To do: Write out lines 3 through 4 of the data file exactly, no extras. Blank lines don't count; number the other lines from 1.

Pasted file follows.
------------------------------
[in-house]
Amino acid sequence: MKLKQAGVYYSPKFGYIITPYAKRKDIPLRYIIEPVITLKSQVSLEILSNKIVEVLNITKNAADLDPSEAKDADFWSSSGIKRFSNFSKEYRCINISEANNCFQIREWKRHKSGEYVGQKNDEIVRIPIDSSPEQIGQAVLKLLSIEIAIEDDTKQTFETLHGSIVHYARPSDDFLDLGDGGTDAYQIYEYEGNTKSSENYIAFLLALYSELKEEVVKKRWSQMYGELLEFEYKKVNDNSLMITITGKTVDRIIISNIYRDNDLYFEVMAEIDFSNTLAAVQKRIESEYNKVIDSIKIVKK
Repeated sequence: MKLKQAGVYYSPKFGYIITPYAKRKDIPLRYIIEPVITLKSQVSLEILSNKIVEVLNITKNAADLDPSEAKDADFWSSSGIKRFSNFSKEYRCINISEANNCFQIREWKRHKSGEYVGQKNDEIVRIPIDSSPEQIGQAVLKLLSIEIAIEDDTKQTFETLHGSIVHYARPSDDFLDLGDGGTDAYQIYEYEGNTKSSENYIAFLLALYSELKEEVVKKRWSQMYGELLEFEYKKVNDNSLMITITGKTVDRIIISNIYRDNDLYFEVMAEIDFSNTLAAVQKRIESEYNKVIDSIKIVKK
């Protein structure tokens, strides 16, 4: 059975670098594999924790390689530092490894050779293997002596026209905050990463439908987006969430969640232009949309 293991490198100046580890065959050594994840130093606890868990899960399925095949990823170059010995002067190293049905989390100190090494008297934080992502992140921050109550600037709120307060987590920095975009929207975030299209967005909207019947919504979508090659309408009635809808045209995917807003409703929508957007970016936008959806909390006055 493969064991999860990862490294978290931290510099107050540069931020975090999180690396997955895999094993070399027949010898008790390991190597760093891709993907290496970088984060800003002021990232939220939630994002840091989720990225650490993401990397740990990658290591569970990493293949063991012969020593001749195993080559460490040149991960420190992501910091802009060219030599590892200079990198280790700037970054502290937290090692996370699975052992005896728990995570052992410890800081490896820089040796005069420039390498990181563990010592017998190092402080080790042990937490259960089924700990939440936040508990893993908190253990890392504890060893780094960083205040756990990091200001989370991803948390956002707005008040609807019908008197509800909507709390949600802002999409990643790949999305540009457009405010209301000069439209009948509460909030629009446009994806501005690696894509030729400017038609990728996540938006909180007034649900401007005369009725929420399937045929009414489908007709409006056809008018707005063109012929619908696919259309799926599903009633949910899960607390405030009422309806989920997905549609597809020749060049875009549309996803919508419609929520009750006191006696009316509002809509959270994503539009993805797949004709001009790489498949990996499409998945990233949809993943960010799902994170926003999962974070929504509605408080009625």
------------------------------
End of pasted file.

Repeated sequence: MKLKQAGVYYSPKFGYIITPYAKRKDIPLRYIIEPVITLKSQVSLEILSNKIVEVLNITKNAADLDPSEAKDADFWSSSGIKRFSNFSKEYRCINISEANNCFQIREWKRHKSGEYVGQKNDEIVRIPIDSSPEQIGQAVLKLLSIEIAIEDDTKQTFETLHGSIVHYARPSDDFLDLGDGGTDAYQIYEYEGNTKSSENYIAFLLALYSELKEEVVKKRWSQMYGELLEFEYKKVNDNSLMITITGKTVDRIIISNIYRDNDLYFEVMAEIDFSNTLAAVQKRIESEYNKVIDSIKIVKK
């Protein structure tokens, strides 16, 4: 059975670098594999924790390689530092490894050779293997002596026209905050990463439908987006969430969640232009949309 293991490198100046580890065959050594994840130093606890868990899960399925095949990823170059010995002067190293049905989390100190090494008297934080992502992140921050109550600037709120307060987590920095975009929207975030299209967005909207019947919504979508090659309408009635809808045209995917807003409703929508957007970016936008959806909390006055 493969064991999860990862490294978290931290510099107050540069931020975090999180690396997955895999094993070399027949010898008790390991190597760093891709993907290496970088984060800003002021990232939220939630994002840091989720990225650490993401990397740990990658290591569970990493293949063991012969020593001749195993080559460490040149991960420190992501910091802009060219030599590892200079990198280790700037970054502290937290090692996370699975052992005896728990995570052992410890800081490896820089040796005069420039390498990181563990010592017998190092402080080790042990937490259960089924700990939440936040508990893993908190253990890392504890060893780094960083205040756990990091200001989370991803948390956002707005008040609807019908008197509800909507709390949600802002999409990643790949999305540009457009405010209301000069439209009948509460909030629009446009994806501005690696894509030729400017038609990728996540938006909180007034649900401007005369009725929420399937045929009414489908007709409006056809008018707005063109012929619908696919259309799926599903009633949910899960607390405030009422309806989920997905549609597809020749060049875009549309996803919508419609929520009750006191006696009316509002809509959270994503539009993805797949004709001009790489498949990996499409998945990233949809993943960010799902994170926003999962974070929504509605408080009625």